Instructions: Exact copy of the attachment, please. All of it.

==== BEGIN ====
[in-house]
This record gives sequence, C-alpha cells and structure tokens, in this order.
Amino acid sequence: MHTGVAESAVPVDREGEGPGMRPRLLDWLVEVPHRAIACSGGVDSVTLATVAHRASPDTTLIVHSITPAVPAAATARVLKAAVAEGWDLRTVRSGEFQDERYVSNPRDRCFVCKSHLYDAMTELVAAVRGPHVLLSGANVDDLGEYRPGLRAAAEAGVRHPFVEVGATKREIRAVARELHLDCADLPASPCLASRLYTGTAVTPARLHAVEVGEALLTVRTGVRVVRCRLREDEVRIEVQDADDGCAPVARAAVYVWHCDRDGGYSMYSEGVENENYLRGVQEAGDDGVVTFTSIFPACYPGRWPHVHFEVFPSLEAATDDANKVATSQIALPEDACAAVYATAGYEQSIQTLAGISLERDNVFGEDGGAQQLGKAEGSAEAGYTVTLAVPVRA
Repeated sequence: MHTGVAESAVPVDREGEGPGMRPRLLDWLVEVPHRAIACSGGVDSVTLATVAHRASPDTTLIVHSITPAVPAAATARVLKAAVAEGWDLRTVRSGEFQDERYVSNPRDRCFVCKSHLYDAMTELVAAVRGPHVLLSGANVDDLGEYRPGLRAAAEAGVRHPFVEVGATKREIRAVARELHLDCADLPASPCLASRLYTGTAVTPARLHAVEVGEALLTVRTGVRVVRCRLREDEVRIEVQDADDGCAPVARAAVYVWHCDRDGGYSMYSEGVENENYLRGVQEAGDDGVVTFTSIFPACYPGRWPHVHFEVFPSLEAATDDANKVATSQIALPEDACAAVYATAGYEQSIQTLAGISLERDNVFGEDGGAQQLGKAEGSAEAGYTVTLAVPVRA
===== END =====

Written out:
[in-house]
This record gives sequence, C-alpha cells and structure tokens, in this order.
Amino acid sequence: MHTGVAESAVPVDREGEGPGMRPRLLDWLVEVPHRAIACSGGVDSVTLATVAHRASPDTTLIVHSITPAVPAAATARVLKAAVAEGWDLRTVRSGEFQDERYVSNPRDRCFVCKSHLYDAMTELVAAVRGPHVLLSGANVDDLGEYRPGLRAAAEAGVRHPFVEVGATKREIRAVARELHLDCADLPASPCLASRLYTGTAVTPARLHAVEVGEALLTVRTGVRVVRCRLREDEVRIEVQDADDGCAPVARAAVYVWHCDRDGGYSMYSEGVENENYLRGVQEAGDDGVVTFTSIFPACYPGRWPHVHFEVFPSLEAATDDANKVATSQIALPEDACAAVYATAGYEQSIQTLAGISLERDNVFGEDGGAQQLGKAEGSAEAGYTVTLAVPVRA
Repeated sequence: MHTGVAESAVPVDREGEGPGMRPRLLDWLVEVPHRAIACSGGVDSVTLATVAHRASPDTTLIVHSITPAVPAAATARVLKAAVAEGWDLRTVRSGEFQDERYVSNPRDRCFVCKSHLYDAMTELVAAVRGPHVLLSGANVDDLGEYRPGLRAAAEAGVRHPFVEVGATKREIRAVARELHLDCADLPASPCLASRLYTGTAVTPARLHAVEVGEALLTVRTGVRVVRCRLREDEVRIEVQDADDGCAPVARAAVYVWHCDRDGGYSMYSEGVENENYLRGVQEAGDDGVVTFTSIFPACYPGRWPHVHFEVFPSLEAATDDANKVATSQIALPEDACAAVYATAGYEQSIQTLAGISLERDNVFGEDGGAQQLGKAEGSAEAGYTVTLAVPVRA